Northern New Mexico is strewn with thousands of archeological sites, many very close to Los Alamos. On a recent visit to our son and daughter-in-law Karisse and I had a chance to visit the Bandelier National Monument, and to see the adobe and cave dwellings of the ancient people of the Pajaritos plateau. Another day we went to another site, not nearly as dramatic or developed. The local Tewa tribe does not want the site excavated. It is their ancestors who lived on that small mesa 1000 years ago. It was their flesh and blood that lived and loved and finally died on that small mesa, and they regularly come back to pray. I couldn't help putting my hand on one of the petro-glyphs, as if to try somehow to reach back through a millennium and touch a people distant, but clearly not gone.
This morning we do that for the Church. Like those ruins for the Tewa, the events we read about in Holy Scripture are not just distant memories of bygone events, they lay the foundation for today. Just as the Tewa go back to pray on that mesa, we go back and touch once again the mystery of those moments. It is vital that we do so, for that is the only way we can come to know who we are, and where we are supposed to go.
The moment we touch this morning is Jesus' baptism. John the Baptist has the lion's share of the story, but he is not the central figure. More significant is what the voice of God says, "You are my Son, the Beloved, with you I am well pleased."
I you are like me when I read this passage I think, "Well, of course God the Father is well pleased with Jesus, He never committed any sins. There's nothing for the Father to be upset about. I, on the other hand..." and a great rift arises between our understanding of Jesus' baptism and our understanding of our own. Such could not be farther from the truth. Let's look at just what the Father said. Jesus is beloved because He is the Son of the Father. It has nothing to do with Jesus' worthiness, though he certainly has it. It has everything to do with who he is, not what he does. We are beloved of God because He is our Father, too. It has nothing to do with our sins, or our worthiness, it has everything to do with who we are—creations of God.
God is well pleased with Jesus not because he has not committed any sins, but because He surrenders to the Father's will. He goes from here to fulfill the mission given by the Father. Baptism leads to mission. God is pleased with us, not because we have not committed any sins (because we have), but because, following Christ's example, we surrender to the will of the Father. We go from baptism into the mission and ministry given us by the Father. Baptism leads to mission.
Baptism is the foundation, the ancient story behind our mission and ministry. Like with Jesus, baptism leads to mission.
What does this mean for us this morning? We know that the life of this parish has suffered this past year. We have lost members and revenue. If God the Father were a business mogul who had St. Christopher's as a local corporate store His words would not be, "You are my beloved, with you I am well pleased." We would be answering some hard questions and working overtime to fix the problems lest we get sold to the competition!
But God the Father is not a business mogul for whom the bottom line is everything. God is the God who created us, and for that we are His beloved. The first feeling that comes into God’s heart when God thinks of us is love. It’s like having a baby. One always loves the baby born in the household (unless one is the older sibling…) Now a baby is nothing but noise at one end and no responsibility at the other, but we love the baby for who it is, not what it does. In the same way God loves us because God made us. Just relax into that wonderful news! There's not a thing we can do to earn or erode God's love for us. It is a constant we can depend on, the first truth of who we are. In and with Jesus (hear me now!) WE ARE THE BELOVED!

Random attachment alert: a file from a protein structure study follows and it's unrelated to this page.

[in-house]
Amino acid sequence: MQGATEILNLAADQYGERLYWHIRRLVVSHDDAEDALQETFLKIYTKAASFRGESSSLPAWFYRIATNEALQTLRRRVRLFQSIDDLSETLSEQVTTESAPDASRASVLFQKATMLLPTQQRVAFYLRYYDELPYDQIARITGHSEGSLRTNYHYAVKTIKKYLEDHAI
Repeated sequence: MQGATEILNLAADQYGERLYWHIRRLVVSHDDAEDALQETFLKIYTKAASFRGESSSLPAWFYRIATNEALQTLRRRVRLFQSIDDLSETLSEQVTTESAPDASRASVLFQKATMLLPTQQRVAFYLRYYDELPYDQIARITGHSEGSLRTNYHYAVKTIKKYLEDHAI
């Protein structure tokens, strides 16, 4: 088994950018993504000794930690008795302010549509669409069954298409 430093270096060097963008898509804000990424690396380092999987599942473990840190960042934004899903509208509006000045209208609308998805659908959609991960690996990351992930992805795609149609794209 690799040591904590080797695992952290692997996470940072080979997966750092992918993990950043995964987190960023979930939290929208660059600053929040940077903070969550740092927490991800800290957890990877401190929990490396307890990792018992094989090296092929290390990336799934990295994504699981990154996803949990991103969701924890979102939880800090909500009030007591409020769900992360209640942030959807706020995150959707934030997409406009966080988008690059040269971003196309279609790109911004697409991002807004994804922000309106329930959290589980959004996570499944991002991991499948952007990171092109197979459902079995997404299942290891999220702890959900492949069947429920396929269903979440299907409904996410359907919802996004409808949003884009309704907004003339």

His pleasure in us is a function of our surrender to His will. We would like to imagine that we bring to God a bunch of capacities, and gifts and abilities that He really can't live without. These are the necessary ingredients to success in the church, and if we will just get people to engage these gifts then the church will be fine and we will feel good and all will be hunky-dory. If something is going wrong in the church it is because someone is not following the rules or engaging their gifts as they should, and if only those who cannot express these essential gifts would just get out of the way we can make this thing work! If we don't we're being lazy and God has no reason to love us.
But that is to miss the point. It's like joining the army. You don't join the army in order to do a certain job (unless you're a warrant officer.) You join the army in order to serve your country, and then the Army tells you where you will serve and what you will do. We surrender to the will of God in principle and then find out what it means. Of course, at its best the Army will also recognize what your capacities and abilities are and capitalize on those things. God, who knows you more intimately than you know yourself, will do the same. But that is not why we surrender. We surrender because it is the one thing we can do.
It is the one thing we must do. Then, and only then, do we begin to build the Kingdom. Then and only then will the peace of God that passes all understanding overflow our hearts and fill us with joy. What will galvanize our hearts is hearing the Father's words to us, “You are my beloved, with you I am well pleased.”
We are about to reaffirm our baptismal vows. Some of us remember our baptisms, others of us do not. Nonetheless, the commitment is the same. As we go through this listen carefully for the words of God to you. Commit yourselves once more to this great call, and let yourself be swept up in the great mystery we call The Church of Jesus Christ.